– Enthu5ed
    Sep 9, 2022 at 23:51
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    – Enthu5ed
    Sep 9, 2022 at 23:52

3 Answers 3


You're very close in my opinion. A couple of things to consider to maybe help point you onto the right path.

Firstly, I agree with the ring world idea above given by LSerni, however, if you wanted a spherical world you merely need to work with a core that is less dense. Earth's core is predominantly iron and nickle, and produces the appropriate magnetic sphere to protect the plant from (most) cosmic radiation. If you assume liner proportions then increasing the size of the planet, would increase the size of the core, and produce an effect greater than the 1G you're looking for. As a result, I suggest having a metallic hydrogen core, similar to that theorized at Jupiter's center. The volume of the core would likely align with that of Earth's but be significantly less dense. Your crust and mantle would also likely have to be much thicker in order to produce the pressure needed to generate metallic hydrogen but those can still mostly consist of silicate and non-metals to increase volume and decrease density. The exact ratio you may need to calculate if needed.

Secondly, measurement of time is going to be tricky. You can either redefine the standard hour to align with that of the planet, such that 1 Earth hour!= 1 Nu hour, or you could play around with space-time density and have the planet orbit a star with more gravitational significance which may adjust the perception of time. You could maybe even have the star be of similar size to the sun, but me much more close to the galactic center where the super massive black hole is significant enough to adjust the perception of time.


A well-worn road to go is that of a ringworld. A hollow structure, more like a car tyre, as big as necessary. For a large enough radius, the spindle is invisible (not so the opposite section of the ring, which would reflect daylight).

You will need scrith - a material possessing the impossible tensile strength required to keep the ring stable and prevent it from exploding outward. Since the "weight" is generated through rotation, the spokes need to withstand, literally, the weight of ten times the surface of a planet.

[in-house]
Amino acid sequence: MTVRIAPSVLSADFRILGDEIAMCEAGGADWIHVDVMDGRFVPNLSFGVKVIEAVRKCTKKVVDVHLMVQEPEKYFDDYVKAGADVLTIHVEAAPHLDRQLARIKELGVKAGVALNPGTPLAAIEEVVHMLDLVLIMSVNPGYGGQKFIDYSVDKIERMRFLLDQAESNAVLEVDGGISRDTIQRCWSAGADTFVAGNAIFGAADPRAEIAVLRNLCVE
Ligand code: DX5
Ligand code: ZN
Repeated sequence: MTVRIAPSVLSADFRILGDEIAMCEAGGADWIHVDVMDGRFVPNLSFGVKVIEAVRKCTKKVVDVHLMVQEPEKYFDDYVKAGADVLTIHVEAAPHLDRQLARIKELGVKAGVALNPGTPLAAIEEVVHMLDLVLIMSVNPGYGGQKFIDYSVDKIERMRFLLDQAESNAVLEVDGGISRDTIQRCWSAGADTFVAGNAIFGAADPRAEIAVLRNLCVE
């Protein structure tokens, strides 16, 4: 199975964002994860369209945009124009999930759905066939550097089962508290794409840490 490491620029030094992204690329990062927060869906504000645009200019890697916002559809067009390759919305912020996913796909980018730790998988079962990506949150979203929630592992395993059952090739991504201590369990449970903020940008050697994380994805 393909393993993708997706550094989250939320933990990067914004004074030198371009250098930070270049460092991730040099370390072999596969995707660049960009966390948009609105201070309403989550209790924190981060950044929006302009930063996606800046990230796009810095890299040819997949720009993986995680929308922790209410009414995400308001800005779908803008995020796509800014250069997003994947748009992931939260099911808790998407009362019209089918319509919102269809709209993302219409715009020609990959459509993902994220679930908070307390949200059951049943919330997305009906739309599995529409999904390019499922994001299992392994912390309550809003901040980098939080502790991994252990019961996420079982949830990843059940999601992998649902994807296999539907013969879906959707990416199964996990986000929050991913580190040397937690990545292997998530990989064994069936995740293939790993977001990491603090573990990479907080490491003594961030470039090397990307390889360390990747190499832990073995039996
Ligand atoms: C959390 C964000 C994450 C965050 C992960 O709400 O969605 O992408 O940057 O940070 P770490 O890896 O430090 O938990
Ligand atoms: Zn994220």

The origin of the material is, if memory serves, left unspecified in Larry Niven's Ringworld series, but a handwavium process is described in some detail in Timothy Zahn's Spinneret - not too different from Van Vogt's ten-point steel.

You'll want at least twenty-kilometer mountains on the "walls" of the ring, to keep the atmosphere in (gravity will "fall off" more slowly on the Ring).

For the day, you need a ring 1.8255 million kilometers in radius, rotating once per day. This yields a surface "gravity" of Earth normal. The ring will have a surface of 11.47 million square kilometers per each kilometer in width; since the Earth has a surface of 510 M, and you want 5100 M, your ring needs to be 5100/11.47 = at least 445 km wide. Each 44.5 km of extra width add another Earth's worth of surface (note that inhabitable surface on Earth is 40% of that, because of oceans).

The ring will have a terrifying amount of momentum and will keep its orientation in space. You want it to be edge-wise to the Sun. For a G0 star like the Sun, at a distance of 1UA, its angular size is about 0.5 degrees, and a 445 km wide ribbon has an angular width of 0.007 degrees; there is no risk of an "eclipse", with the shadowed edge intercepting all the light of the illuminated edge.

If the ring has an angle, it will have seasons not unlike Earth, but at twice the speed (it will have a "year" of six months).